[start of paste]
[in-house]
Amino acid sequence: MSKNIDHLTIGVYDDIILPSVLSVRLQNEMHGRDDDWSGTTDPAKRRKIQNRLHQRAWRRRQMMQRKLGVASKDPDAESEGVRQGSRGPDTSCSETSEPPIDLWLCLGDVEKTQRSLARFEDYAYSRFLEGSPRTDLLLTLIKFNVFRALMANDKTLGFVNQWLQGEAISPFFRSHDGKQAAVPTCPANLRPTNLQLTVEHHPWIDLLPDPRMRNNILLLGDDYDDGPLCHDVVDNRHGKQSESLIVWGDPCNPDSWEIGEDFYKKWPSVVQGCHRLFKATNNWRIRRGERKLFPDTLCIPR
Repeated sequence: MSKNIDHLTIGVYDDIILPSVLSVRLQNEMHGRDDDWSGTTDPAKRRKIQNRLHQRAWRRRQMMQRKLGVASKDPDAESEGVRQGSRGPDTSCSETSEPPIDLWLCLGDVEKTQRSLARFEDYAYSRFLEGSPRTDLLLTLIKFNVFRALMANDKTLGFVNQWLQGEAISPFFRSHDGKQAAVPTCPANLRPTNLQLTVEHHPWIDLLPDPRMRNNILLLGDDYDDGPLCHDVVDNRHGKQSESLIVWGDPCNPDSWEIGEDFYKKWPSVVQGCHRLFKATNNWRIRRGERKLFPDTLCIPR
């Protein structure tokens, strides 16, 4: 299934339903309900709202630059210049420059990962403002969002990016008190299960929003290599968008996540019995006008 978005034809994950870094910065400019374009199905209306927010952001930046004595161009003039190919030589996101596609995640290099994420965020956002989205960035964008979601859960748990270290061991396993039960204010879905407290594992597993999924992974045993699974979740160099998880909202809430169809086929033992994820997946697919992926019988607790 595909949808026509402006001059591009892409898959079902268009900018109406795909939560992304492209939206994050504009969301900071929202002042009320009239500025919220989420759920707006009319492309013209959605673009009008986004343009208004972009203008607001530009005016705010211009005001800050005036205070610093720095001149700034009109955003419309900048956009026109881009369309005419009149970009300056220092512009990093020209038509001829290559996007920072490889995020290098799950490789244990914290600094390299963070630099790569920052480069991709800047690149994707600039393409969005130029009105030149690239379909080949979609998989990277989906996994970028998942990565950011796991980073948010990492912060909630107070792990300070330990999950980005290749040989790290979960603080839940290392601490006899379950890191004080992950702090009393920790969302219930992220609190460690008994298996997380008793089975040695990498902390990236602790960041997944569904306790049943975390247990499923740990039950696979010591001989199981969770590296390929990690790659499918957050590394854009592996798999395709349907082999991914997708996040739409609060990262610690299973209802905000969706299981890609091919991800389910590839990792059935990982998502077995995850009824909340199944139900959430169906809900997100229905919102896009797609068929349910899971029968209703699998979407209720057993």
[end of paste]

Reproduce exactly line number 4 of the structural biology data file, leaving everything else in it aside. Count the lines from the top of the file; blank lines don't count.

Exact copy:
């Protein structure tokens, strides 16, 4: 299934339903309900709202630059210049420059990962403002969002990016008190299960929003290599968008996540019995006008 978005034809994950870094910065400019374009199905209306927010952001930046004595161009003039190919030589996101596609995640290099994420965020956002989205960035964008979601859960748990270290061991396993039960204010879905407290594992597993999924992974045993699974979740160099998880909202809430169809086929033992994820997946697919992926019988607790 595909949808026509402006001059591009892409898959079902268009900018109406795909939560992304492209939206994050504009969301900071929202002042009320009239500025919220989420759920707006009319492309013209959605673009009008986004343009208004972009203008607001530009005016705010211009005001800050005036205070610093720095001149700034009109955003419309900048956009026109881009369309005419009149970009300056220092512009990093020209038509001829290559996007920072490889995020290098799950490789244990914290600094390299963070630099790569920052480069991709800047690149994707600039393409969005130029009105030149690239379909080949979609998989990277989906996994970028998942990565950011796991980073948010990492912060909630107070792990300070330990999950980005290749040989790290979960603080839940290392601490006899379950890191004080992950702090009393920790969302219930992220609190460690008994298996997380008793089975040695990498902390990236602790960041997944569904306790049943975390247990499923740990039950696979010591001989199981969770590296390929990690790659499918957050590394854009592996798999395709349907082999991914997708996040739409609060990262610690299973209802905000969706299981890609091919991800389910590839990792059935990982998502077995995850009824909340199944139900959430169906809900997100229905919102896009797609068929349910899971029968209703699998979407209720057993």